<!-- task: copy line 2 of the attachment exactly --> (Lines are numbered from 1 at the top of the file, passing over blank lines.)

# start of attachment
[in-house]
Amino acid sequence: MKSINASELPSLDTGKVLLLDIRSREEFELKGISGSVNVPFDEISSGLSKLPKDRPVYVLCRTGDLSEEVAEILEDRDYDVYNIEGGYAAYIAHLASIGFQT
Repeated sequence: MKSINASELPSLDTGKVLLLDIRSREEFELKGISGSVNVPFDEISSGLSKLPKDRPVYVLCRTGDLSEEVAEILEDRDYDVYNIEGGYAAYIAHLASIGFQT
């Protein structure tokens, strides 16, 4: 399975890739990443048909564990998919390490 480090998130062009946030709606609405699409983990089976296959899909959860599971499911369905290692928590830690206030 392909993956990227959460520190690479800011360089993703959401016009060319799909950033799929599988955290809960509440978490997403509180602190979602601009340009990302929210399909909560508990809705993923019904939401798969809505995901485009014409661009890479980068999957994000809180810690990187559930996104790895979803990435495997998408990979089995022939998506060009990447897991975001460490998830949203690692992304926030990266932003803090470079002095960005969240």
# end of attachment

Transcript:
Amino acid sequence: MKSINASELPSLDTGKVLLLDIRSREEFELKGISGSVNVPFDEISSGLSKLPKDRPVYVLCRTGDLSEEVAEILEDRDYDVYNIEGGYAAYIAHLASIGFQT